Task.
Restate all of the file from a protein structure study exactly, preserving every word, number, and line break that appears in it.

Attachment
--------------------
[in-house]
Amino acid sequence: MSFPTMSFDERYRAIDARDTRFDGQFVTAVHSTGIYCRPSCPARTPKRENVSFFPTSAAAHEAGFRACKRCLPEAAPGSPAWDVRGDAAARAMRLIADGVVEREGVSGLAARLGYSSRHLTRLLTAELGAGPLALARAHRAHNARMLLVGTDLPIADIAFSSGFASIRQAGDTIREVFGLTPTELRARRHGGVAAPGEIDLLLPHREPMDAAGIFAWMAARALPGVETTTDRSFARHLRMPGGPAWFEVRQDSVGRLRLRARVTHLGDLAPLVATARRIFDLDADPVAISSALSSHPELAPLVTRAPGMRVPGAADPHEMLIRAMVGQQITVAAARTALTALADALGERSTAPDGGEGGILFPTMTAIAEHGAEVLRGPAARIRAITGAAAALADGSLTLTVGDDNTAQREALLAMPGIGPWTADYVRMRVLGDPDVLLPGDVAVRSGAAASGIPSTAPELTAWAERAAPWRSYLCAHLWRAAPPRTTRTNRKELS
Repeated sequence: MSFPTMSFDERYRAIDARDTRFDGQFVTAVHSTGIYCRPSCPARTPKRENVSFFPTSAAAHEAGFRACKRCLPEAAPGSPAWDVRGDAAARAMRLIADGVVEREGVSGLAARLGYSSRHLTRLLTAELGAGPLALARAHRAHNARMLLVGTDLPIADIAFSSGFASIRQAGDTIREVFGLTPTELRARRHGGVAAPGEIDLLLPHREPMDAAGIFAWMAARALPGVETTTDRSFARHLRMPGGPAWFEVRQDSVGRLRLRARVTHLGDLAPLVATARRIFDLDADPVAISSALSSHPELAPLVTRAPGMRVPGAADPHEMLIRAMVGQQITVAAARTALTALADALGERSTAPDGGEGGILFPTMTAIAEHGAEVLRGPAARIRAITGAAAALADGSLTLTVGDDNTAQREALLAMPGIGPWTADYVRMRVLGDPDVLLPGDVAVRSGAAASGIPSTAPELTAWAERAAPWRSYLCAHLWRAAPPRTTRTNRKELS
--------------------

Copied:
[in-house]
Amino acid sequence: MSFPTMSFDERYRAIDARDTRFDGQFVTAVHSTGIYCRPSCPARTPKRENVSFFPTSAAAHEAGFRACKRCLPEAAPGSPAWDVRGDAAARAMRLIADGVVEREGVSGLAARLGYSSRHLTRLLTAELGAGPLALARAHRAHNARMLLVGTDLPIADIAFSSGFASIRQAGDTIREVFGLTPTELRARRHGGVAAPGEIDLLLPHREPMDAAGIFAWMAARALPGVETTTDRSFARHLRMPGGPAWFEVRQDSVGRLRLRARVTHLGDLAPLVATARRIFDLDADPVAISSALSSHPELAPLVTRAPGMRVPGAADPHEMLIRAMVGQQITVAAARTALTALADALGERSTAPDGGEGGILFPTMTAIAEHGAEVLRGPAARIRAITGAAAALADGSLTLTVGDDNTAQREALLAMPGIGPWTADYVRMRVLGDPDVLLPGDVAVRSGAAASGIPSTAPELTAWAERAAPWRSYLCAHLWRAAPPRTTRTNRKELS
Repeated sequence: MSFPTMSFDERYRAIDARDTRFDGQFVTAVHSTGIYCRPSCPARTPKRENVSFFPTSAAAHEAGFRACKRCLPEAAPGSPAWDVRGDAAARAMRLIADGVVEREGVSGLAARLGYSSRHLTRLLTAELGAGPLALARAHRAHNARMLLVGTDLPIADIAFSSGFASIRQAGDTIREVFGLTPTELRARRHGGVAAPGEIDLLLPHREPMDAAGIFAWMAARALPGVETTTDRSFARHLRMPGGPAWFEVRQDSVGRLRLRARVTHLGDLAPLVATARRIFDLDADPVAISSALSSHPELAPLVTRAPGMRVPGAADPHEMLIRAMVGQQITVAAARTALTALADALGERSTAPDGGEGGILFPTMTAIAEHGAEVLRGPAARIRAITGAAAALADGSLTLTVGDDNTAQREALLAMPGIGPWTADYVRMRVLGDPDVLLPGDVAVRSGAAASGIPSTAPELTAWAERAAPWRSYLCAHLWRAAPPRTTRTNRKELS